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Hiking the Pinnacle Saddle Trail On Mount Rainier
August is THE hiking month at Mount Rainier National Park. The high mountain snowpack has melted and most trails are accessible by August. The weather is usually inviting, the trails are always well-maintained by the great Park Service employees, and a wonderful adventure awaits the novice as well as skilled backpacker.
Pinnacle Saddle Trail is actually located in the Tatoosh Range directly south of the mountain. Even though this craggy line of mountains is not “on” Mount Rainer, the hikes in the Tatoosh Range offer some of the best views of Mount Rainer in the entire Park. Wildflowers are abundant and beautiful in August, and Pinnacle Saddle is a must-hike for anyone in need of the re-energizing effects of a great day hike.
How to Get There
From the west, take SR 706 into the Nisqually Entrance, then go past Longmire and turn right onto the Stevens Canyon Road. Park at Reflection Lakes and directly across from the lake you will find the trailhead.
From the south, take SR 123 past Ohanapecosh Campground, then turn onto Stevens Canyon Road.
From Enumclaw, drive 47 miles on SR 410 to the junction of SR 123. Continue until you get to Stevens Canyon Road and then on to the Reflection Lakes parking area.
What to Bring
Hiking in August usually means shorts and a t-shirt, but experienced hikers will always tell you to bring layers in case the weather turns dicey. On the Pinnacle Saddle Trail, you are never far from the comforts of your car, but still, why be miserable if you don’t have to be? Bring a fleece pullover and maybe a rain slicker just in case.
Pinnacle Saddle is a great place for a lunch while you enjoy outstanding views. Bring a lightweight backpack, include your lunch, some basic first aid items, a change of clothes, and head on up the hill.
Many hike this trail in lightweight tennis shoes or sandals, but there is loose rock on this trail and because of that sturdy hiking boots are advised.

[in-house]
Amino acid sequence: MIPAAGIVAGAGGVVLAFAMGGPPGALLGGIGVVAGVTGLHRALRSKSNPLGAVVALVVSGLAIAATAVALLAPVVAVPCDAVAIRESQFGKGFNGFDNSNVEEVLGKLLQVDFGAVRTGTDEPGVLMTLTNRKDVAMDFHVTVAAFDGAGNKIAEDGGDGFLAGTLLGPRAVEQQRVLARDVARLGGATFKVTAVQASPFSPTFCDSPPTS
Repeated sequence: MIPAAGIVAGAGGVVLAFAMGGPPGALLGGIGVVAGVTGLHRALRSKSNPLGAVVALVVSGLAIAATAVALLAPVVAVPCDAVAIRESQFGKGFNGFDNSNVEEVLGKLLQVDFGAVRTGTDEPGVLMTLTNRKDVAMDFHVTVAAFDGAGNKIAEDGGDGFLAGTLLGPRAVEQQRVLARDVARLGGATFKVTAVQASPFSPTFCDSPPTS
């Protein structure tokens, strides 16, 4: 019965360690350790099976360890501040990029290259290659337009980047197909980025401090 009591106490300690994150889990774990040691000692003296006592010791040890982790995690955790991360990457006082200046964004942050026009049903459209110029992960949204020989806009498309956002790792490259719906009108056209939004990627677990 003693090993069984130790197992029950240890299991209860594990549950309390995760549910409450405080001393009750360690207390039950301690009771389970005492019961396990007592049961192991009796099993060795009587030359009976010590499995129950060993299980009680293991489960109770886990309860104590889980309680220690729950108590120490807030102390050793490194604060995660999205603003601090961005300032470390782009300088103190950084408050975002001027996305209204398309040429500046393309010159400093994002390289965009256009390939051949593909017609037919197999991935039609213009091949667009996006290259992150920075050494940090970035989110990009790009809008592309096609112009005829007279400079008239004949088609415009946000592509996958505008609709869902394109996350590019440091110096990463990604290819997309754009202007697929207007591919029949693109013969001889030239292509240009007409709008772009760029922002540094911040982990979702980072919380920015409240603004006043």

You might also consider hiking this trail with hiking poles. The loose gravel can be a test at times, and even in August you may find a snowfield covering part of the trail.
Other items that are a must are plenty of water, binoculars to view the wildlife, and a camera for some shots that are beyond description.
The Hike Statistics
The hike itself is 3.5 miles roundtrip and includes an elevation gain of 1150 feet. The Saddle sits at 6000 feet in elevation. A casual hike of this Trail, and taking time for rest and lunch, should take three to four hours, depending of course on your physical shape and hiking abilities.
Great buy on hiking poles
The Pinnacle Trail
For the first half mile the trail climbs gently and takes you through some dense forest of pines and firs.
Once you leave the forest you will begin a long, steady climb up a rocky ridge, and this is where you will find difficulty if it does exist. As mentioned earlier, there are places where the rocks are loose and difficult, and there are also places where snowfields still exist well into August. Make sure you exercise caution through this section.
At about ¾ of a mile the views of the mountain behind you become spectacular and the views only improve as you finally reach the Saddle. Once you are standing on the Saddle, look behind you for one of the best views of Mount Rainier, then look ahead for a breathtaking view of the Goat Rocks Wilderness as well as Mount Adams in the distance.
Here is the perfect place for a well-deserved lunch and some casual roaming. Grab those binoculars and look for wildlife on the craggy slopes. Say hello to the jays and chipmunks who will drop by for a chat and a share of your lunch. Snap some pictures to dazzle your friends with when you get home.
There are adjoining climbing tracks that lead to Plummer Peak and Pinnacle Peak, which rise above the Saddle, but it is advised that only experienced climbers with rock climbing skills attempt these ventures. They appear to be lovely spurs to follow, and everyone always wants to go higher, but many a novice has found themselves wishing they hadn’t attempted those two peaks.
The trip back down from the Saddle is obviously less of a strain on your muscles, but your knees may not agree. Take it slow going down, especially over the rock sections. Downward momentum and loose rocks are a bad combination for casual hikers as well as the more experienced.
The Park Services
After your hike you can enjoy the services at either Paradise or Longmire. Full services are available at both sites and the Park Service employees are incredibly friendly and helpful.
Enjoy your hike and visit! Chances are that once you visit Mount Rainier National Park you will be hooked for a lifetime!
2012 William D. Holland (aka billybuc)